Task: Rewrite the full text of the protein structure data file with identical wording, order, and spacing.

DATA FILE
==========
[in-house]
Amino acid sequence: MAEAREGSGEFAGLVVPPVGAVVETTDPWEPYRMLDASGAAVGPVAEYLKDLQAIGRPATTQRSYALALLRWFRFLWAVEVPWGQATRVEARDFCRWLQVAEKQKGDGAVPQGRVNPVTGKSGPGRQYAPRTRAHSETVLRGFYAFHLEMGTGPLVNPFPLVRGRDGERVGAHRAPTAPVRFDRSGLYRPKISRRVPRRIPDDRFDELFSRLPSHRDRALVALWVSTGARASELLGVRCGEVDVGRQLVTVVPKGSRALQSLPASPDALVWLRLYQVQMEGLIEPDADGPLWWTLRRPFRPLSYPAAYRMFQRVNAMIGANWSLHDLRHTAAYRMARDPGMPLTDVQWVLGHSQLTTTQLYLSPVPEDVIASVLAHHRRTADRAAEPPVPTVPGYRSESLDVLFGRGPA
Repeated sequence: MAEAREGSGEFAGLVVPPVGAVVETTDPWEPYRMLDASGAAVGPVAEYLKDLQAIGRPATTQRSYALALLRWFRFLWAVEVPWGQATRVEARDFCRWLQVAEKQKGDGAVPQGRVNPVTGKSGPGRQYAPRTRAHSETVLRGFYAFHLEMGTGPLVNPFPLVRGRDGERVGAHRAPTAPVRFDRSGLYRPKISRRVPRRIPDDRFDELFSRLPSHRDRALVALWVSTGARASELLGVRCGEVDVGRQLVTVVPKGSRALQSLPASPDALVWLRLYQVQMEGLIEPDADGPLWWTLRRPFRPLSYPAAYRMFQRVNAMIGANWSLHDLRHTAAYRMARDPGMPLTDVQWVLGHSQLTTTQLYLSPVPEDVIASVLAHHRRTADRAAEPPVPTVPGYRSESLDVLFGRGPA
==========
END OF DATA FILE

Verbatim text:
[in-house]
Amino acid sequence: MAEAREGSGEFAGLVVPPVGAVVETTDPWEPYRMLDASGAAVGPVAEYLKDLQAIGRPATTQRSYALALLRWFRFLWAVEVPWGQATRVEARDFCRWLQVAEKQKGDGAVPQGRVNPVTGKSGPGRQYAPRTRAHSETVLRGFYAFHLEMGTGPLVNPFPLVRGRDGERVGAHRAPTAPVRFDRSGLYRPKISRRVPRRIPDDRFDELFSRLPSHRDRALVALWVSTGARASELLGVRCGEVDVGRQLVTVVPKGSRALQSLPASPDALVWLRLYQVQMEGLIEPDADGPLWWTLRRPFRPLSYPAAYRMFQRVNAMIGANWSLHDLRHTAAYRMARDPGMPLTDVQWVLGHSQLTTTQLYLSPVPEDVIASVLAHHRRTADRAAEPPVPTVPGYRSESLDVLFGRGPA
Repeated sequence: MAEAREGSGEFAGLVVPPVGAVVETTDPWEPYRMLDASGAAVGPVAEYLKDLQAIGRPATTQRSYALALLRWFRFLWAVEVPWGQATRVEARDFCRWLQVAEKQKGDGAVPQGRVNPVTGKSGPGRQYAPRTRAHSETVLRGFYAFHLEMGTGPLVNPFPLVRGRDGERVGAHRAPTAPVRFDRSGLYRPKISRRVPRRIPDDRFDELFSRLPSHRDRALVALWVSTGARASELLGVRCGEVDVGRQLVTVVPKGSRALQSLPASPDALVWLRLYQVQMEGLIEPDADGPLWWTLRRPFRPLSYPAAYRMFQRVNAMIGANWSLHDLRHTAAYRMARDPGMPLTDVQWVLGHSQLTTTQLYLSPVPEDVIASVLAHHRRTADRAAEPPVPTVPGYRSESLDVLFGRGPA